§ 9. Mr. Kirkwood
asked the Secretary of State for Scotland whether he is satisfied with the present administrative and financial arrangements for marketing and for developing tourism in Scotland.
§ Mr. John MacKay
Yes, Sir. My right hon. Friend has already made it clear that he will give careful consideration to any recommendations that may in due course be made by the Select Committee for Scottish Affairs.
§ Mr. Kirkwood
May I refer the Minister, in addition to the obviously important evidence that will come from the Select Committee, to the important report that was published by the Fraser of Allander Institute last November on tourism and public policy in Scotland, which said that there was an urgent need for a clear statement of Government policy on tourism, including a need for an urgent degree of co-ordination of art, heritage and tourism, and an equally urgent need for Government activity in the classification of the marketing and development rules of the Scottish Development Board, the Highlands and Islands Development Board and the Scottish Development Agency?
§ Mr. MacKay
If the hon. Gentleman talks to the tourist industry in Scotland, I think he will find that not all of it agrees with the Fraser of Allander report that he mentioned. I believe that the tourist industry is vitally important for Scotland, and we are convinced that the roles of the Scottish Tourist Board and of the Highlands and Islands Development Board are vital to the future prosperity of the industry. We shall be looking with interest at the findings of the Select Committee on the subject of the interface between these two bodies.
§ Mr. Maxton
The Minister says that tourism is so important. Why, then, is he insisting that local authorities cut back dramatically on their leisure expenditure, which includes museums, sports facilities and leisure recreation 334 of all types and the arts, which play a vital part in attracting tourists to Scotland and ensuring that Scottish holiday-makers are properly entertained?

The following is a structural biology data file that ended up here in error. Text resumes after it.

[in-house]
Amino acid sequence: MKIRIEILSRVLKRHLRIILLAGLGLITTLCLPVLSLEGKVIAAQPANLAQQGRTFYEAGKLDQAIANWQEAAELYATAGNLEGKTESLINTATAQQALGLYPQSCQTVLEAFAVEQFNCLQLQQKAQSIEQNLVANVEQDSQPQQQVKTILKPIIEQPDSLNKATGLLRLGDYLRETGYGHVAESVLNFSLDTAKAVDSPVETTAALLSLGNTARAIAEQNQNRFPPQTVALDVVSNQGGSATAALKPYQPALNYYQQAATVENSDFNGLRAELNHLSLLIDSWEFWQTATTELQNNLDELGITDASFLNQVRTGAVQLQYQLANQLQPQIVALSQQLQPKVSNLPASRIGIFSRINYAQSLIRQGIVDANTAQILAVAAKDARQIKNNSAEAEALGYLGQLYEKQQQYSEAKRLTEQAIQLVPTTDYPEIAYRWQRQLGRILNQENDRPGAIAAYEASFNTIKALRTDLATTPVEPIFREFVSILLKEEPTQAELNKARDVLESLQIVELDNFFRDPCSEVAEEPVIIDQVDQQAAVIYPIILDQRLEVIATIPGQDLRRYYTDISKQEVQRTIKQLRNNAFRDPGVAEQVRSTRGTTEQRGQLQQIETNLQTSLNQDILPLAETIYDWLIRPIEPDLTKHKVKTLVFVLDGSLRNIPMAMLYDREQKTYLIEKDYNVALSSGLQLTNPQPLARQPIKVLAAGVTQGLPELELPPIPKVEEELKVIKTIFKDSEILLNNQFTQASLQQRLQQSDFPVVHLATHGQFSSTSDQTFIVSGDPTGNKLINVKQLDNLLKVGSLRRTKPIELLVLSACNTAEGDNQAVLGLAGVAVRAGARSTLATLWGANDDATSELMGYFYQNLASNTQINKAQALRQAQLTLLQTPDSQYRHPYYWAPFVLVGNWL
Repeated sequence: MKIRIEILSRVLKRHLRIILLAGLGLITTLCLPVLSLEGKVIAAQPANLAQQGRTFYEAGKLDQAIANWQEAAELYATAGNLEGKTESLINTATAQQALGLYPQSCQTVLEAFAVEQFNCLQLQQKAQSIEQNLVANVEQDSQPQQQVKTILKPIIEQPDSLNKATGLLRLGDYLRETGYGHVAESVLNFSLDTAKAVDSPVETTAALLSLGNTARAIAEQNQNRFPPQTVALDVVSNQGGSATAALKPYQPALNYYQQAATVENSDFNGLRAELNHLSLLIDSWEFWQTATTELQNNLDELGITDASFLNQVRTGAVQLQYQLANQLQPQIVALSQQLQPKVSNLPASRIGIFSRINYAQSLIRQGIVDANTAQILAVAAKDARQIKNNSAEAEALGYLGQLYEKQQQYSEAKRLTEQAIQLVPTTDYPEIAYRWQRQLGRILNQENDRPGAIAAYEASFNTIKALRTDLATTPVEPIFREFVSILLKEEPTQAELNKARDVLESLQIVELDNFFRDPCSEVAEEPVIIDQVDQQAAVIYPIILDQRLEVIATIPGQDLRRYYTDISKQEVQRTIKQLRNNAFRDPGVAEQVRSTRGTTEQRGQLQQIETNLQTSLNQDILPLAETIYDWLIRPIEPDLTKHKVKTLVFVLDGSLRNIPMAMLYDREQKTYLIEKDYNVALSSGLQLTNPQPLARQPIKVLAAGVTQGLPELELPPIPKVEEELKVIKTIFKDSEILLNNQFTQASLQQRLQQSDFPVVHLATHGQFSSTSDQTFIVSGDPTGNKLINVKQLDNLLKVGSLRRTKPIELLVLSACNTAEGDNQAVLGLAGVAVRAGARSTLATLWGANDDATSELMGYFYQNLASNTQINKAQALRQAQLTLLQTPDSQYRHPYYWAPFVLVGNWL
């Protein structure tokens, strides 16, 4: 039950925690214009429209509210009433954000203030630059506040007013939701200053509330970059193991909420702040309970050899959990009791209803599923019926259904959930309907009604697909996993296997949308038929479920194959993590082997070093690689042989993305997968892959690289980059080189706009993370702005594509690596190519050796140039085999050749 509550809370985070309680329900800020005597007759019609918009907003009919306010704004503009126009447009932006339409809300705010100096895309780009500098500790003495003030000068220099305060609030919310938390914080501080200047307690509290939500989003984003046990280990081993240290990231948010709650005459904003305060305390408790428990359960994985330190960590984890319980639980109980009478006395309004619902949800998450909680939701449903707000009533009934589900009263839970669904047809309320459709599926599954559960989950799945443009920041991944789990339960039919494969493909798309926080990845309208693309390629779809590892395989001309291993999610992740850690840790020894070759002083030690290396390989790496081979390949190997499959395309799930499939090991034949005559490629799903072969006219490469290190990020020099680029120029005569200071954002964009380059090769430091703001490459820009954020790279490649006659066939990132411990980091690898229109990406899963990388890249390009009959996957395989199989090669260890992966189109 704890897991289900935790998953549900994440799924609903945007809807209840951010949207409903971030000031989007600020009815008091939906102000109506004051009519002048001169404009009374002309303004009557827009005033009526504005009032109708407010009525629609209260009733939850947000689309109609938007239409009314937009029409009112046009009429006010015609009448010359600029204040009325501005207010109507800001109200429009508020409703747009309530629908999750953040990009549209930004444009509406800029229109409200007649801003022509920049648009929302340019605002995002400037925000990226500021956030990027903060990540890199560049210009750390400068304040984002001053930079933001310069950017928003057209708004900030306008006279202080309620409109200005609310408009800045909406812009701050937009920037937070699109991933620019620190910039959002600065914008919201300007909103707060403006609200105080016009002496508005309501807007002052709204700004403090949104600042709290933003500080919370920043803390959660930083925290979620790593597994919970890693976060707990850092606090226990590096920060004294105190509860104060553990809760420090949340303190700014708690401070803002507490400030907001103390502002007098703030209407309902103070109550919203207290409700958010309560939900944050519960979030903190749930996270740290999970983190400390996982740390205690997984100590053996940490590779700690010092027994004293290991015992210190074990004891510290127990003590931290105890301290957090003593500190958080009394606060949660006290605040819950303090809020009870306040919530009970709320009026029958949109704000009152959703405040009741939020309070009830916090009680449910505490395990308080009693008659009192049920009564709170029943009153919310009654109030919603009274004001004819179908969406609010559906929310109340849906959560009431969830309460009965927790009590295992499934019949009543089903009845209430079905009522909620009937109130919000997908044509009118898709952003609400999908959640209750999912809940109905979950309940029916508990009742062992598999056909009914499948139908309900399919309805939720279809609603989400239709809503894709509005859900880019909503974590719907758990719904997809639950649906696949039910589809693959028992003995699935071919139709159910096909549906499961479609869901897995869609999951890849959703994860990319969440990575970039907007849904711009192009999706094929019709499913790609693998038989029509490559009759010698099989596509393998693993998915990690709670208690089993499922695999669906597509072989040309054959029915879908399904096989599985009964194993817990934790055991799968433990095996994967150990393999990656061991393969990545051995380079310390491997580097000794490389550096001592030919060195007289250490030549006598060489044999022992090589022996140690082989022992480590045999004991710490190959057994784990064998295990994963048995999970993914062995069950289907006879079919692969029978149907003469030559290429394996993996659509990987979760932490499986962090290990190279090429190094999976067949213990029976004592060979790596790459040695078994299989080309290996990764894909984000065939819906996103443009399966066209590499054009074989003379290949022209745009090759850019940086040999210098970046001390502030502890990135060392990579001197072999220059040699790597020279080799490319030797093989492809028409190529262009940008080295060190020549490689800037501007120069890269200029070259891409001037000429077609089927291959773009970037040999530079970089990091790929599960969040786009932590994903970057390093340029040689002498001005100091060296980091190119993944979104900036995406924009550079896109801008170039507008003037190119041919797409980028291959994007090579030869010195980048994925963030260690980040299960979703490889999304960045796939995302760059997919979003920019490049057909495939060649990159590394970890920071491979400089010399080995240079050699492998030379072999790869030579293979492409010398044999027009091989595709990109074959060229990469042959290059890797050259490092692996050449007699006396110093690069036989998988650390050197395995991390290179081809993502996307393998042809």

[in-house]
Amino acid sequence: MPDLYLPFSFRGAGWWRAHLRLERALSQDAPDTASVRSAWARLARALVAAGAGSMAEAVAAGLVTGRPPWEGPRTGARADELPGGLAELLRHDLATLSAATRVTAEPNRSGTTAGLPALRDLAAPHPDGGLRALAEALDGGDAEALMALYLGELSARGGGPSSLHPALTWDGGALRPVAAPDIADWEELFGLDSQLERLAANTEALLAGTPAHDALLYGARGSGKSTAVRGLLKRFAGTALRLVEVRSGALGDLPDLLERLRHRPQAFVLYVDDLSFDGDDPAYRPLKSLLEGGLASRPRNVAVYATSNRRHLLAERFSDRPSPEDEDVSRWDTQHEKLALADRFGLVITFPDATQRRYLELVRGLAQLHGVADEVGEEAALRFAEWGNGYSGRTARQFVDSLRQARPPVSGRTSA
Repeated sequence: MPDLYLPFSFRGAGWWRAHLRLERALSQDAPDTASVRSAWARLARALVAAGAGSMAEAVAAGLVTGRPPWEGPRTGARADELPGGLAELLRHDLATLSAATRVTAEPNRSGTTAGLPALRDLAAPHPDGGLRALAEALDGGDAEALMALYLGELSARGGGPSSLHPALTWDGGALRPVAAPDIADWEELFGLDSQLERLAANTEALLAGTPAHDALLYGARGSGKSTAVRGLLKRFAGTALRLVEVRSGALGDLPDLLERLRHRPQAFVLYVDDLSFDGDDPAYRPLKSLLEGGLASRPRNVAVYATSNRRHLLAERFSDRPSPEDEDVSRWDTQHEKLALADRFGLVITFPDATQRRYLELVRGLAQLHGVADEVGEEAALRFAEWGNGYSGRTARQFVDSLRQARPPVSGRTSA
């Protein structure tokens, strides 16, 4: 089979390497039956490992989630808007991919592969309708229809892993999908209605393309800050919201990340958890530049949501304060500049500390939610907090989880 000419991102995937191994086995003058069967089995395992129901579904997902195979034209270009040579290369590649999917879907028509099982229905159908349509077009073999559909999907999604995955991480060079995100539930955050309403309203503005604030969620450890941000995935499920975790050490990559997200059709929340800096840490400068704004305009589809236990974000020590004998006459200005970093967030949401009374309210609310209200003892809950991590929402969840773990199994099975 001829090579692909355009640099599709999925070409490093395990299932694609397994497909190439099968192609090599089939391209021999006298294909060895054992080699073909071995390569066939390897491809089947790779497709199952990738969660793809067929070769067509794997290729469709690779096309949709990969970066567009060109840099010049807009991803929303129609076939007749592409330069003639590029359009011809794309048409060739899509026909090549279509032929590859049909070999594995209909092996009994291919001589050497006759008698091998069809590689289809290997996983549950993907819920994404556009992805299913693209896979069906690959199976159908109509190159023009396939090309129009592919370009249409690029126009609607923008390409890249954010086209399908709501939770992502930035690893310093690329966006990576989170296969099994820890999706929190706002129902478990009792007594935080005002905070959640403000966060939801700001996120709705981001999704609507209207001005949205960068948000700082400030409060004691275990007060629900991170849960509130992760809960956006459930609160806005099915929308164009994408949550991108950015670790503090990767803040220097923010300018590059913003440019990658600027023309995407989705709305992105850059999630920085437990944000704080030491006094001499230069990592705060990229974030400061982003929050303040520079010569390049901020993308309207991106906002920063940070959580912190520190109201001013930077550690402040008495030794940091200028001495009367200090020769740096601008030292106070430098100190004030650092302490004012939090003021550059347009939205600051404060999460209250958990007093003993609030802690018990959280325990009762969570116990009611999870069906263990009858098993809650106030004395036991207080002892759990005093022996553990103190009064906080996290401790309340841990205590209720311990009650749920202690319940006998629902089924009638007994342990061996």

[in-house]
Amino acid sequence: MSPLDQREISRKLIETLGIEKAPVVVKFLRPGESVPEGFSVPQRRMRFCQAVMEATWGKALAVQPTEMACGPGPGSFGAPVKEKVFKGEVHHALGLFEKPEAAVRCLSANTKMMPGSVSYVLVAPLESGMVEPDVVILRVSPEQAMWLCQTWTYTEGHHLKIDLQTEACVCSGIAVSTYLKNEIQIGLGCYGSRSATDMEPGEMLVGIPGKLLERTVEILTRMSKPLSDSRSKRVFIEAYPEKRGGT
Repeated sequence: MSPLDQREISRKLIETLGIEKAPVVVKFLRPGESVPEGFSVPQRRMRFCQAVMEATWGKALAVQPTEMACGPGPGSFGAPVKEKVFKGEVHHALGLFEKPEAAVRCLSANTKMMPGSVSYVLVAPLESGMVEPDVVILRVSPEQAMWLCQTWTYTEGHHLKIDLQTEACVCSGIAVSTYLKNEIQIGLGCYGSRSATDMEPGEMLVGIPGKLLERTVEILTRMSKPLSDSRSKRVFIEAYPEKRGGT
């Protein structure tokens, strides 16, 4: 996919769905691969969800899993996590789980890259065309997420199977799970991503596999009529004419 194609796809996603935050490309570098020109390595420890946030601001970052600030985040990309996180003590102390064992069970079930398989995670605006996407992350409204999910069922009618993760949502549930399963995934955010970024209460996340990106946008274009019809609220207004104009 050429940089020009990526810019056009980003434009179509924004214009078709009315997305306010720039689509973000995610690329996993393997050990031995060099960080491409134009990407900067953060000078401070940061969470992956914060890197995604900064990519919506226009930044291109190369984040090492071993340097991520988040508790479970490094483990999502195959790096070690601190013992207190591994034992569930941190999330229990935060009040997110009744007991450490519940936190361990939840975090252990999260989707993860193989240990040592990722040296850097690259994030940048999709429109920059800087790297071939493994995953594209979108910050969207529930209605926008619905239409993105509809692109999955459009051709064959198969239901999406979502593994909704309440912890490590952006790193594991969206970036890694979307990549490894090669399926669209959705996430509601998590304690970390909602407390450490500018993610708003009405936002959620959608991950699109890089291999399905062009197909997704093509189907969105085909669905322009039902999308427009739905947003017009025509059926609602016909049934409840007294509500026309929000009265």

§ Mr. MacKay
There is another side to the coin of local authority expenditure if expenditure and rates are not kept under control. The tourist industry and especially small hotels, boarding houses and the like are damaged by the increase in rates. Indeed, the hon. Gentleman should be congratulating the Government on the considerable amount of money that we have put into the Scottish Tourist Board and the Highlands and Islands Development Board since the last election, almost doubling what was spent in the last year of the Labour Government.
§ Mr. Fairbairn
May I remind my hon. Friend that tomorrow is St. Valentine's Day? As his hon. Friend the Parliamentary Under-Secretary said, the tourist season will soon start in Scotland. Can the Scottish Development Department erect the signposts in time for the tourist season? If my hon. Friend wants some good advice about how to promote tourism in Scotland, may I suggest that he reads the Scottish Field next month for an excellent article on the subject, which I have written?
§ Mr. MacKay
We all look forward to the article with bated breath. I am sure that my hon. Friend who has responsibility for home affairs and the environment has heard my hon. and learned Friend's remarks about signposts.
§ Mr. Craigen
When will the Government wake up to the economic potential of the £1 billion Scottish tourist industry? With regard to the Minister's reference to rates for hotels and boarding houses, has the Scottish Office made any assessment of the impact of revaluation on the tourist industry in Scotland?
§ Mr. Mackay
We have of course considered the question of revaluation across the board. My right hon. and hon. Friends have both answered questions on this matter. The total rate burden levied by local authorities is important to the tourist industry. While I agree entirely with the hon. Gentleman about the importance of tourism, I think that local authorities have to bear in mind the burden that they put on the local economy.